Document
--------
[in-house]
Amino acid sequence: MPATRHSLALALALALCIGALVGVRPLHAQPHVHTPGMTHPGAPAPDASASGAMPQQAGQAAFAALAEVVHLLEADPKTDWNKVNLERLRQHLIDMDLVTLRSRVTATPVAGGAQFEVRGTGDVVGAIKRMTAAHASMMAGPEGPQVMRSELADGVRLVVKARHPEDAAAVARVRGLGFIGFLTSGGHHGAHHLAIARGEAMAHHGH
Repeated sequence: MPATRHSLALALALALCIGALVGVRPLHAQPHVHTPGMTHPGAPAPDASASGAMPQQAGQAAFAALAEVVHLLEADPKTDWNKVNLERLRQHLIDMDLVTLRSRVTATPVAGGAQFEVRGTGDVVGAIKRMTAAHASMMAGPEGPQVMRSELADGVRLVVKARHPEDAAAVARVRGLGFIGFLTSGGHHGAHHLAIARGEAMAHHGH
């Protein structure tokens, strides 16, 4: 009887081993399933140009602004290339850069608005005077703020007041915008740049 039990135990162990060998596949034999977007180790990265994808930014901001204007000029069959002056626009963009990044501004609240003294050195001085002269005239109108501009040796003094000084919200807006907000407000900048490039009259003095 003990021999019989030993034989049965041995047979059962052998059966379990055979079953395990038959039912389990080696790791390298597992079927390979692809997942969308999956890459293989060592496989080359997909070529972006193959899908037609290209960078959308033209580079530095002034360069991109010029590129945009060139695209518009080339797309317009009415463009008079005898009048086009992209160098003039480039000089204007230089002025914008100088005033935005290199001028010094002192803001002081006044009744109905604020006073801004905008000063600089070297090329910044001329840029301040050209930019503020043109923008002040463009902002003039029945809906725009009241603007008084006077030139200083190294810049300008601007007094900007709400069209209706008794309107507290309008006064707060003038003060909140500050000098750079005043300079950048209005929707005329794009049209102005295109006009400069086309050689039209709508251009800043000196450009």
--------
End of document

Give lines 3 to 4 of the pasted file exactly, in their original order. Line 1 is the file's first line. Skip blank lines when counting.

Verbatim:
Repeated sequence: MPATRHSLALALALALCIGALVGVRPLHAQPHVHTPGMTHPGAPAPDASASGAMPQQAGQAAFAALAEVVHLLEADPKTDWNKVNLERLRQHLIDMDLVTLRSRVTATPVAGGAQFEVRGTGDVVGAIKRMTAAHASMMAGPEGPQVMRSELADGVRLVVKARHPEDAAAVARVRGLGFIGFLTSGGHHGAHHLAIARGEAMAHHGH
């Protein structure tokens, strides 16, 4: 009887081993399933140009602004290339850069608005005077703020007041915008740049 039990135990162990060998596949034999977007180790990265994808930014901001204007000029069959002056626009963009990044501004609240003294050195001085002269005239109108501009040796003094000084919200807006907000407000900048490039009259003095 003990021999019989030993034989049965041995047979059962052998059966379990055979079953395990038959039912389990080696790791390298597992079927390979692809997942969308999956890459293989060592496989080359997909070529972006193959899908037609290209960078959308033209580079530095002034360069991109010029590129945009060139695209518009080339797309317009009415463009008079005898009048086009992209160098003039480039000089204007230089002025914008100088005033935005290199001028010094002192803001002081006044009744109905604020006073801004905008000063600089070297090329910044001329840029301040050209930019503020043109923008002040463009902002003039029945809906725009009241603007008084006077030139200083190294810049300008601007007094900007709400069209209706008794309107507290309008006064707060003038003060909140500050000098750079005043300079950048209005929707005329794009049209102005295109006009400069086309050689039209709508251009800043000196450009």